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MailTribune.com
  • Photo-enforcement vans don't have authority to break law

  • I recently saw — for the second time — the Medford photo enforcement van (or whatever it is called) make an illegal U-turn in order to position itself to catch drivers doing illegal things. Unfortunately, this time he didn't do it right in front of me, so I didn't get the satisfaction of pulling right up to him an...
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  • I recently saw — for the second time — the Medford photo enforcement van (or whatever it is called) make an illegal U-turn in order to position itself to catch drivers doing illegal things. Unfortunately, this time he didn't do it right in front of me, so I didn't get the satisfaction of pulling right up to him and blasting on my horn for blocking traffic. Is that van somehow classified as an emergency vehicle and allowed to break the law in the name of carrying out justice?
    — Bruce Wayne
    You're writing us to ask about doing illegal things in the name of justice, Mr. Wayne? You?
    Are you sure you're not asking for a cape-and-cowl-clad "friend?" Is "photo enforcement van" just code for an exceedingly dark, fast car with nocturnal winged creature symbols painted all over it?
    Either way, we're always happy to help out a fellow detective. We're big fans of your friend's work.
    As to your main query, no, radar vans are not authorized to violate traffic laws. Under Oregon law, the van is considered a marked police vehicle. An avalanche of details on that can be found under ORS 810.439. Per another Oregon law — ORS 801.260 — "emergency vehicles" require lights and a siren, which the van does not have.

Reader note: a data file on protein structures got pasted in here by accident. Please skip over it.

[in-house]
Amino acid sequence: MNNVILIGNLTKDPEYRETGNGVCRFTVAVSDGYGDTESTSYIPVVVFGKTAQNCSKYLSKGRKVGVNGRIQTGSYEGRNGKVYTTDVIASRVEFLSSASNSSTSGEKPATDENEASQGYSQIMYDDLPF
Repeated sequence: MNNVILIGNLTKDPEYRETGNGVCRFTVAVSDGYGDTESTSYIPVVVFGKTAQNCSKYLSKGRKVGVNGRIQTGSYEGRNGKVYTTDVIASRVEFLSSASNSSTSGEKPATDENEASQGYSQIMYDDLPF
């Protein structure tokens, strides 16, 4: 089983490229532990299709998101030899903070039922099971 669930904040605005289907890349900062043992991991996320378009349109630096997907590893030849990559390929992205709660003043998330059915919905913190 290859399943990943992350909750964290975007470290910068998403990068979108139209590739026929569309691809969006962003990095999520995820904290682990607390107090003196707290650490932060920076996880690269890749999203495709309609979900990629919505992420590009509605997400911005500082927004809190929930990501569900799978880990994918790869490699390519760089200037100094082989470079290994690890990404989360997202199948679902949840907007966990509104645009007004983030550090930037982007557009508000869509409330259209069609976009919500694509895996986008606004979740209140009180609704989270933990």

"Photo radar van drivers are not authorized to violate traffic laws," Medford police Lt. Mike Budreau says. "If someone witnesses a violation, they can contact the Medford Police Department, and it will be thoroughly investigated."
    Before you call the radar van's U-turn "illegal," see whether it matches up with ORS 811.365. U-turns cannot be made within an intersection controlled by an electronic signal, on a highway within the limits of an incorporated city between intersections, at any spot on a highway where vehicles approaching from another direction cannot see them, 500 feet within the incorporated limits of a city, or 1,000 feet outside of a city.
    Did your sighting match any of those? If not, then quick, to the Batmobile!
    Send questions to "Since You Asked," Mail Tribune Newsroom, P.O. Box 1108, Medford, OR 97501; by fax to 541-776-4376; or by email to youasked@mailtribune.com.
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